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The State of the Union address reveals a president of two minds

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Friday, January 29, 2010

Barack Obama tiptoed Wednesday night along the seam that bifurcates the Democratic Party's brain. The seam separates that brain's John Quincy Adams lobe from its Sigmund Freud lobe.

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The dominant liberal lobe favors Adams's dictum that politicians should not be "palsied by the will of our constituents." It exhorts Democrats to smack Americans with what is good for them -- health-care reform, carbon rationing, etc. -- even if the dimwits do not desire it.

The other lobe whispers Freud's reality principle: Restrain your id -- the pleasure principle and the impulse toward immediate gratification. Settle for deferred and diminished but achievable results.

Obama was mostly in Adams's mode Wednesday. His nods to reality were, however, notable.

Such speeches must be listened to with a third ear that hears what is not said. Unmentioned was organized labor's "card check" legislation to abolish workers' rights to secret ballots in unionization elections. Obama's perfunctory request for a "climate bill" -- the term "cap-and-trade" was as absent as the noun "Guantanamo" -- was not commensurate with his certitude that life on Earth may drown in rising seas.

Last Feb. 24, when unemployment was 8.2 percent, Obama said in the second sentence of his speech to Congress that the economy "is a concern that rises above all others" and later that his agenda "begins with jobs." After 11 months of health-care monomania, he said Wednesday that "jobs must be our No. 1 focus." Unemployment is 10 percent.

He called for a third stimulus (the first was his predecessor's, in February 2008) although the s-word has been banished in favor of "jobs bill." It will inject into the economy money that government siphons from the economy, thereby somehow creating jobs. And you thought alchemy was strange.

Not until the 33rd minute of Wednesday's 70-minute address did Obama mention health care. The weirdness of what he said made it worth the wait.

Acknowledging that the longer the public has looked at the legislation the less the public has liked it, he blamed himself for not "explaining it more clearly." But his faux contrition actually blames the public: The problem is not the legislation's substance but the presentation of it to slow learners. He urged them to take "another look at the plan we've proposed." The plan? The differences between the House and Senate plans are not trivial; they concern how to pay for the enormous new entitlement.

Last Feb. 24, with a grandiosity with which the nation has become wearily familiar, he said, "Already, we have done more to advance the cause of health-care reform in the last 30 days than we have in the last decade." He was referring to the expansion of eligibility to an existing entitlement -- the State Children's Health Insurance Program. But that expansion was minor compared to the enormous new Medicare entitlement for prescription drugs created under Obama's predecessor. Before the Massachusetts nuisance, this year's speech was to be a self-coronation of the "last" president to deal with health care.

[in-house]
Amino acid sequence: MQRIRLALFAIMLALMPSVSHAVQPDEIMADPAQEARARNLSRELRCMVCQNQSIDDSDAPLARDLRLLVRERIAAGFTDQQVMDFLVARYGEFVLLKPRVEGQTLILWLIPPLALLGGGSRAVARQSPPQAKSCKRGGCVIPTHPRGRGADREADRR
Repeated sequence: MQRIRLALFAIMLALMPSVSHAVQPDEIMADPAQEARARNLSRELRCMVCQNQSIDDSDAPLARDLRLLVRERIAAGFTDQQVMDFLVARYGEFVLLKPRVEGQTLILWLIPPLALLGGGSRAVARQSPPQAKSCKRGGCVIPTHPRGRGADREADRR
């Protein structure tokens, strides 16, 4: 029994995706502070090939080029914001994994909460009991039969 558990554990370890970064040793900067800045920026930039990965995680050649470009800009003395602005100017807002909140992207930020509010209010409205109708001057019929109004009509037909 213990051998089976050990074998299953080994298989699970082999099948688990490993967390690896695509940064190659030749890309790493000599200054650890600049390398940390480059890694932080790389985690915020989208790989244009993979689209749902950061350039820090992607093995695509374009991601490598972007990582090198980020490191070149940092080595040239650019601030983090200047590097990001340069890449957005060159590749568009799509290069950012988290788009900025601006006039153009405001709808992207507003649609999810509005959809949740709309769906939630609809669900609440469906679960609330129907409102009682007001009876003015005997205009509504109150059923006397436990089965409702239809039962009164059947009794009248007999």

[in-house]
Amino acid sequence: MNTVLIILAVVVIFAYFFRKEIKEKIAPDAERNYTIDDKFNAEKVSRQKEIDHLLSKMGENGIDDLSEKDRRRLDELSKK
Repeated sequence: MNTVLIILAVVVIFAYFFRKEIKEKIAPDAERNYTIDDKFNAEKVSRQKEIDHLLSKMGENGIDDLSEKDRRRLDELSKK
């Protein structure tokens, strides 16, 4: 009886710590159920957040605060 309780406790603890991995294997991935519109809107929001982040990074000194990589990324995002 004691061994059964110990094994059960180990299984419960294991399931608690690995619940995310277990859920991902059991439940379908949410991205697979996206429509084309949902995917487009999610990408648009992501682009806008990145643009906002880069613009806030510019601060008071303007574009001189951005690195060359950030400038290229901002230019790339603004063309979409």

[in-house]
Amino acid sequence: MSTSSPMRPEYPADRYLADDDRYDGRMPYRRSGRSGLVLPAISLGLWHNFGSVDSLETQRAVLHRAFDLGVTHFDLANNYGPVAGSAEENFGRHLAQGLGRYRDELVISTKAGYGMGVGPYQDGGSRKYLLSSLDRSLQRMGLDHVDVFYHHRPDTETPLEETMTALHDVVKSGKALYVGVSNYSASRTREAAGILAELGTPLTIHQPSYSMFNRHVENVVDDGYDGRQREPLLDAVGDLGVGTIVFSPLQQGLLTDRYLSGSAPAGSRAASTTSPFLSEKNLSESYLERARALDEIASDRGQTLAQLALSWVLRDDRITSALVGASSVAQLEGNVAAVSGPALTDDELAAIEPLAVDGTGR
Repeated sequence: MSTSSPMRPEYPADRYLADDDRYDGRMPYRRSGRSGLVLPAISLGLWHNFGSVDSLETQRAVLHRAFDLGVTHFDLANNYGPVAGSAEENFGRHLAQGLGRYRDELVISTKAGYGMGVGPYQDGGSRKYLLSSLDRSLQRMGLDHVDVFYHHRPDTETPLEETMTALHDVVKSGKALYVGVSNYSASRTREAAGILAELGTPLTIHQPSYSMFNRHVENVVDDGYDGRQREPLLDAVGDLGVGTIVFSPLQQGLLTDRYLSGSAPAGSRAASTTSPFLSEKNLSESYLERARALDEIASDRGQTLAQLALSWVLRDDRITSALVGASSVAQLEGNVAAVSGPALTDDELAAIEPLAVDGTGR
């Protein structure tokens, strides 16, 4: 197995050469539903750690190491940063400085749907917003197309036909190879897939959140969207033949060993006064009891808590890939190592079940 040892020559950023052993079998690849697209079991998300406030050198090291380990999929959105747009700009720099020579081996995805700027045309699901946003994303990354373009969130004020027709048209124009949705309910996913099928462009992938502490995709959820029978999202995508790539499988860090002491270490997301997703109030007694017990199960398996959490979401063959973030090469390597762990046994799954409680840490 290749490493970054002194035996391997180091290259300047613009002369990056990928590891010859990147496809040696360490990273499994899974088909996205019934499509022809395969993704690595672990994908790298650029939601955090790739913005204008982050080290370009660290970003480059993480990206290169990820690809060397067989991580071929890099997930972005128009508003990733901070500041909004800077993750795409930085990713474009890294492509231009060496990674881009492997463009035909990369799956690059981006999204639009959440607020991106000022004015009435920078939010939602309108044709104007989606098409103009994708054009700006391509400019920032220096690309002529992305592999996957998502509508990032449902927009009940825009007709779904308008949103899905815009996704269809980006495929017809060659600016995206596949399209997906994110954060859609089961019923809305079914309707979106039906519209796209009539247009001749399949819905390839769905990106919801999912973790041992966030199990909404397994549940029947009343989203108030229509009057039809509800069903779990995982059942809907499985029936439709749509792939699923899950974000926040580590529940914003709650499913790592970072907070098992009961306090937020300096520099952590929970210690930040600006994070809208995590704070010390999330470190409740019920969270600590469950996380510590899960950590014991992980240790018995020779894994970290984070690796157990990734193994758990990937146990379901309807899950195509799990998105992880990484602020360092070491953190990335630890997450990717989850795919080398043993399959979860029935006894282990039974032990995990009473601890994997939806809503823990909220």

Last Feb. 24, he said he had an activist agenda because of the recession, "not because I believe in bigger government -- I don't." Ninety-seven days later, he bought General Motors.

Wednesday night's debut of Obama as avenging angel of populism featured one of those opaque phrases -- the "weight of our politics" -- that third-rate speechwriters slip past drowsy editors. Obama seems to regret the existence in Washington of . . . everyone else. He seems to feel entitled to have his way without tiresome interventions in the political process by the many interests affected by his agenda for radical expansion of the regulatory state. Speaking of slow learners, liberals do not notice the connection between expansion of government and expansion of (often defensive) activities referred to under the rubric of "lobbying."

Lamenting Washington's "deficit of trust," Obama gave an example of the reason for it when he brassily declared: "We are prepared to freeze government spending for three years." This flagrant falsehood enlarges Washington's deficit of truth: He proposes freezing some discretionary spending -- about one-eighth of government spending.

Obama's leitmotif is: Washington is disappointing, Washington is annoying, Washington is dysfunctional, Washington is corrupt, verily Washington is toxic -- yet Washington should conscript a substantially larger share of GDP, and Washington should exercise vast new controls over health care, energy, K-12 education, etc. Talk about a divided brain.

georgewill@washpost.com



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